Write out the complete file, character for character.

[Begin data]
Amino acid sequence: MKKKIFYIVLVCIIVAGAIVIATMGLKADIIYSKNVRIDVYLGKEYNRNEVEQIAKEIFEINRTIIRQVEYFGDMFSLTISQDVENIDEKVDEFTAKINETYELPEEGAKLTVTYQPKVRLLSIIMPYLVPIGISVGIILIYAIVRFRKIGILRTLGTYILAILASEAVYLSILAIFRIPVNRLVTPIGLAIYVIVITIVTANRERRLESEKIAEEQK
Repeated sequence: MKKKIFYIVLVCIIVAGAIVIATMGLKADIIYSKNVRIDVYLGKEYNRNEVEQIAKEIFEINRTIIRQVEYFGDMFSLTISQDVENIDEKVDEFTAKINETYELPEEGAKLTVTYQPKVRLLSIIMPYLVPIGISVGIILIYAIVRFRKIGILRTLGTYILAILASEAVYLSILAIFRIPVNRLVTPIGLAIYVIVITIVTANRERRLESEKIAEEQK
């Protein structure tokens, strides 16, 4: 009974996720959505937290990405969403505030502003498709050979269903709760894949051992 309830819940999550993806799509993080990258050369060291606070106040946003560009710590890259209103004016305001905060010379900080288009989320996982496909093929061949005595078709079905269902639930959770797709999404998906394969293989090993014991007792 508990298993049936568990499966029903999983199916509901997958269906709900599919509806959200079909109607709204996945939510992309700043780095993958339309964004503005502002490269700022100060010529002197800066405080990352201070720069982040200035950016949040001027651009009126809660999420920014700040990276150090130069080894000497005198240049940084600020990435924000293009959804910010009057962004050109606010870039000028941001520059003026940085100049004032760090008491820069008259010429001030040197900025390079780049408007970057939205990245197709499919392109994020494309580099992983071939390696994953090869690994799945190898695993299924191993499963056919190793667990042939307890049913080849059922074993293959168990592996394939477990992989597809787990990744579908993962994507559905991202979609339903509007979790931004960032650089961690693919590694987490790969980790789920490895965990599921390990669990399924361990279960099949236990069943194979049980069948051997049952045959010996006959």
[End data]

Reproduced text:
Amino acid sequence: MKKKIFYIVLVCIIVAGAIVIATMGLKADIIYSKNVRIDVYLGKEYNRNEVEQIAKEIFEINRTIIRQVEYFGDMFSLTISQDVENIDEKVDEFTAKINETYELPEEGAKLTVTYQPKVRLLSIIMPYLVPIGISVGIILIYAIVRFRKIGILRTLGTYILAILASEAVYLSILAIFRIPVNRLVTPIGLAIYVIVITIVTANRERRLESEKIAEEQK
Repeated sequence: MKKKIFYIVLVCIIVAGAIVIATMGLKADIIYSKNVRIDVYLGKEYNRNEVEQIAKEIFEINRTIIRQVEYFGDMFSLTISQDVENIDEKVDEFTAKINETYELPEEGAKLTVTYQPKVRLLSIIMPYLVPIGISVGIILIYAIVRFRKIGILRTLGTYILAILASEAVYLSILAIFRIPVNRLVTPIGLAIYVIVITIVTANRERRLESEKIAEEQK
């Protein structure tokens, strides 16, 4: 009974996720959505937290990405969403505030502003498709050979269903709760894949051992 309830819940999550993806799509993080990258050369060291606070106040946003560009710590890259209103004016305001905060010379900080288009989320996982496909093929061949005595078709079905269902639930959770797709999404998906394969293989090993014991007792 508990298993049936568990499966029903999983199916509901997958269906709900599919509806959200079909109607709204996945939510992309700043780095993958339309964004503005502002490269700022100060010529002197800066405080990352201070720069982040200035950016949040001027651009009126809660999420920014700040990276150090130069080894000497005198240049940084600020990435924000293009959804910010009057962004050109606010870039000028941001520059003026940085100049004032760090008491820069008259010429001030040197900025390079780049408007970057939205990245197709499919392109994020494309580099992983071939390696994953090869690994799945190898695993299924191993499963056919190793667990042939307890049913080849059922074993293959168990592996394939477990992989597809787990990744579908993962994507559905991202979609339903509007979790931004960032650089961690693919590694987490790969980790789920490895965990599921390990669990399924361990279960099949236990069943194979049980069948051997049952045959010996006959």